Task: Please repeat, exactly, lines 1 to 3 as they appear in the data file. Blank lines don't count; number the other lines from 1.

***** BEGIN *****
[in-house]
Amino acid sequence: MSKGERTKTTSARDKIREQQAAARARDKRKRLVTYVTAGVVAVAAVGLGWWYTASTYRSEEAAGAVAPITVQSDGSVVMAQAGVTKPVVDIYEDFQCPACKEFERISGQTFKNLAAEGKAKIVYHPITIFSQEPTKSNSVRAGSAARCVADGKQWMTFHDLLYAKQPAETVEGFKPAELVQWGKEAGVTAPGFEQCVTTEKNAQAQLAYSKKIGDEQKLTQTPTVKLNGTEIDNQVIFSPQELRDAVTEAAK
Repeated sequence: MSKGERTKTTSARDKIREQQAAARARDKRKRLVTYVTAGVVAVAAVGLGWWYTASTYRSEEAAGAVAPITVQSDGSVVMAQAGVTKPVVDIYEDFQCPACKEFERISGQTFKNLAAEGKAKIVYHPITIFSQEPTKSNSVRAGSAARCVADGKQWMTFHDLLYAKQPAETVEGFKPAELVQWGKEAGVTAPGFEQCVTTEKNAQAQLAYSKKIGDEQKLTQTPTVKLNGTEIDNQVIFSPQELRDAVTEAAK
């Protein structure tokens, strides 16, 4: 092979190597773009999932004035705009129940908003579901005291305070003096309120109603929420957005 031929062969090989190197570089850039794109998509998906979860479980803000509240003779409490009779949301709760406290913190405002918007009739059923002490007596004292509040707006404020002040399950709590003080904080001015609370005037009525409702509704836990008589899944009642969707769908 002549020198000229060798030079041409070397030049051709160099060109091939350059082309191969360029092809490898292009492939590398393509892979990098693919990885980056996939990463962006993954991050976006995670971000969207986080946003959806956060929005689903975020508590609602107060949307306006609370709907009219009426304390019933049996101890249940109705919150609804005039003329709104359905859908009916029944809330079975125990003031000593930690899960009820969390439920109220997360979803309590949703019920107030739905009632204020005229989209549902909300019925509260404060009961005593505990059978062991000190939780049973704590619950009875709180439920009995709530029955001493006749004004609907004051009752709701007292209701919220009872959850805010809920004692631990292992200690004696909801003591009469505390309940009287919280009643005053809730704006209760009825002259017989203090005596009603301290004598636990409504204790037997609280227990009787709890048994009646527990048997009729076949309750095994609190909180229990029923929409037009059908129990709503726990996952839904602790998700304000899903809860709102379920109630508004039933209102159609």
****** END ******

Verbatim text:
[in-house]
Amino acid sequence: MSKGERTKTTSARDKIREQQAAARARDKRKRLVTYVTAGVVAVAAVGLGWWYTASTYRSEEAAGAVAPITVQSDGSVVMAQAGVTKPVVDIYEDFQCPACKEFERISGQTFKNLAAEGKAKIVYHPITIFSQEPTKSNSVRAGSAARCVADGKQWMTFHDLLYAKQPAETVEGFKPAELVQWGKEAGVTAPGFEQCVTTEKNAQAQLAYSKKIGDEQKLTQTPTVKLNGTEIDNQVIFSPQELRDAVTEAAK
Repeated sequence: MSKGERTKTTSARDKIREQQAAARARDKRKRLVTYVTAGVVAVAAVGLGWWYTASTYRSEEAAGAVAPITVQSDGSVVMAQAGVTKPVVDIYEDFQCPACKEFERISGQTFKNLAAEGKAKIVYHPITIFSQEPTKSNSVRAGSAARCVADGKQWMTFHDLLYAKQPAETVEGFKPAELVQWGKEAGVTAPGFEQCVTTEKNAQAQLAYSKKIGDEQKLTQTPTVKLNGTEIDNQVIFSPQELRDAVTEAAK